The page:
More than 70 people died in one of the bloodiest days of the eight-month Syrian uprising, activists said on Tuesday, as the growing isolation of President Bashar al-Assad's regime drew an increasingly angry reaction from his loyalists.
More than 100 of his supporters stormed the Jordanian embassy in Damascus overnight -- the fourth regional mission to be targeted since the Arab League voted on Saturday to impose sanctions -- after Jordan's King Abdullah II became the first Arab leader to publicly call for Assad to quit.
Buoyed by the fast-growing diplomatic pressure, the Syrian opposition stepped up its contacts with the regime's remaining bulwarks, holding talks in Moscow, which last month joined Beijing in vetoing a UN Security Council resolution that would have threatened "targeted measures."
Neighbouring Turkey, a former close Syrian ally that has been one of the most outspoken champions of reform, prepared to hold talks in Morocco with Arab leaders Wednesday that were expected to be dominated by the bloodshed.
In a sign of the potential for civil war in one of the Middle East's most pivotal countries, five regular army troops were killed on Tuesday in clashes with mutinous soldiers who refused orders to shoot on civilians, a human rights group said, after 34 were killed the previous day.
The fighting erupted in the town of Hara in Daraa province, where the unprecedented protests against Assad's 11-year reign erupted in March, the Syrian Observatory for Human Rights said.
In Idlib province in the northwest, close to the Turkish border, "clashes between the regular army and armed men, probably deserters, caused at least 14 casualties -- dead and wounded, the Britain-based watchdog added.
Desertions within Assad's security forces -- which have a professional hard core but also much larger conscripted ranks -- triggered much of Monday's death toll of more than 70.
A total of 34 soldiers and 12 suspected army deserters were killed in clashes, as well as 27 civilians shot dead by security forces in the regime's intensifying crackdown, the Observatory said.
Most of the victims were killed in Daraa province, the uprising's birthplace close to the border with Jordan, which has become increasingly outspoken about the bloodshed in its northern neighbour.
King Abdullah II on Monday became the first Arab leader to openly call for Assad to step down, two days after the Arab League took the rare move of suspending Syrian membership of the 22-nation bloc and imposing sanctions.
"I believe, if I were in his shoes, I would step down," the king said in a BBC interview. "I would step down and make sure whoever comes behind me has the ability to change the status quo that we're seeing."
Angry Assad loyalists stormed the Jordanian embassy in Amman on Monday evening in response, mirroring similar attacks on the Qatari, Saudi and Turkish embassies, the ambassador told the Jordanian press.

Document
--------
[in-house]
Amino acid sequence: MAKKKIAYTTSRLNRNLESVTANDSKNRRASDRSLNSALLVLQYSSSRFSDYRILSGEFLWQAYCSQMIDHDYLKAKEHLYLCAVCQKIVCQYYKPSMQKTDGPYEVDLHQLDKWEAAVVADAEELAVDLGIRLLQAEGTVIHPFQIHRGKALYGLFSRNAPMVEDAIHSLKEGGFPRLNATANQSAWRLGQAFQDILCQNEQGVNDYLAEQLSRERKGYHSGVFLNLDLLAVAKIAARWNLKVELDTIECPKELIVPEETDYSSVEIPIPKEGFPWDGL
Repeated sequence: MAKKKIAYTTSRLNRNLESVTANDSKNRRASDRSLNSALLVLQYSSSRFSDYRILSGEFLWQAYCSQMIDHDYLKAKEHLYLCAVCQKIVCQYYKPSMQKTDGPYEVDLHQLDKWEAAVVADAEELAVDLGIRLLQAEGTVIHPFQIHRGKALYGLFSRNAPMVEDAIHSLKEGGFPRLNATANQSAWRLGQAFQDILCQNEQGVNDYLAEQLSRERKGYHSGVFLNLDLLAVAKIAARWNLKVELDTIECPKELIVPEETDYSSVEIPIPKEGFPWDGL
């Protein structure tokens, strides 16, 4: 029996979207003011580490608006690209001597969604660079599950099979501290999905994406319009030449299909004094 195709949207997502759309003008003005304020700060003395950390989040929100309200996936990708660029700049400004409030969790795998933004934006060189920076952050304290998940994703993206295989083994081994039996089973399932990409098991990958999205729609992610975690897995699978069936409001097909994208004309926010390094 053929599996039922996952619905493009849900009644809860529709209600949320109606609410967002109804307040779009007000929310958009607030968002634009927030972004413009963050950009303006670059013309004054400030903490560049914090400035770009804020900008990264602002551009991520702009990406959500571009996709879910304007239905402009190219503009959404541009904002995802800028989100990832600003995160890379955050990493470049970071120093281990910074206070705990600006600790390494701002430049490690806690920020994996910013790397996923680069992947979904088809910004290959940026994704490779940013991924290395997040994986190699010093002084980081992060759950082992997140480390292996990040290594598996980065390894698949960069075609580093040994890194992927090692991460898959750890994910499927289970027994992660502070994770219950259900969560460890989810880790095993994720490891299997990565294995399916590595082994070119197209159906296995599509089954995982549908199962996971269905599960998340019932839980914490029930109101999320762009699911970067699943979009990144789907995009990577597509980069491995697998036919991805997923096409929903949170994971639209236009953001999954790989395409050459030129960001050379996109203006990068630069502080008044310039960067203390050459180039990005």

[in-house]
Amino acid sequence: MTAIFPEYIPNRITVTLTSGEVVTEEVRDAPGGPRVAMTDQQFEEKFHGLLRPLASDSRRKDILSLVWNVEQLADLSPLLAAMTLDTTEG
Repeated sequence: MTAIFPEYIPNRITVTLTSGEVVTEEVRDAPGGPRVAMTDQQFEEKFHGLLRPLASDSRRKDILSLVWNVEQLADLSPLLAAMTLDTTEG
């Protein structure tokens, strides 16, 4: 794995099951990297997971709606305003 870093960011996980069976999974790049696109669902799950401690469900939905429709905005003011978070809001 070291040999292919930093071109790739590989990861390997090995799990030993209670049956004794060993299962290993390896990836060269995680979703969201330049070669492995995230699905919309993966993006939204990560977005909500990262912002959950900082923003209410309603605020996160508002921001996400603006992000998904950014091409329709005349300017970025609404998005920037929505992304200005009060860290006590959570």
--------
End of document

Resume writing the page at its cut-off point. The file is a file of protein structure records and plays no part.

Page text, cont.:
"Nearly 120 people protested in front of the Jordanian embassy in Damascus on Monday evening and two of them managed to break into the outside courtyard of the embassy and tear down the Jordanian flag," ambassador Omar al-Amad told the Al-Dustur and Al-Ghad newspapers.
"Syrian security forces did not intervene to prevent the incursion into the embassy compound by these two individuals," he added.
Jordan and other Arab governments are due to hold talks in Morocco on Wednesday with Turkey whose Foreign Minister Ahmet Davutoglu has warned that Middle East leaders who cannot meet the demands of their people "will go".
"Those in the Middle East who are not at peace with their people and cannot satisfy them will go," Davutoglu told a parliamentary committee on Monday, adding that Turkey will "take a very firm stand."
Ankara's tough stance has won it the growing adulation of anti-government protesters in Syria. Hundreds of demonstrators took to the streets of the main northern city of Aleppo late on Monday, waving Turkish flags and chanting: "Thank you, Turkish government," Turkey's NTV television channel reported.
Ahead of the Rabat meeting, Arab League chief Nabil al-Arabi was to hold talks with the Syrian opposition later on Tuesday in a bid to broker a unified vision of a post-Assad era.
The Syrian opposition was also holding talks with Russia -- one of the regime's rapidly dwindling band of allies -- in a bid to intensify the pressure on Assad to step aside.
"We want the crisis to be overcome," Burhan Ghalioun, the Paris-based leader of the opposition Syrian National Council told the ITAR-Tass news agency ahead of his meeting with Foreign Minister Sergei Lavrov.
"And we would like this without military interference from the outside," he added, alluding to Moscow's fears of a repetition of the UN-mandated NATO-led military intervention in Libya that led to the overthrow of Moamer Kadhafi's regime, another Soviet-era ally of Russia.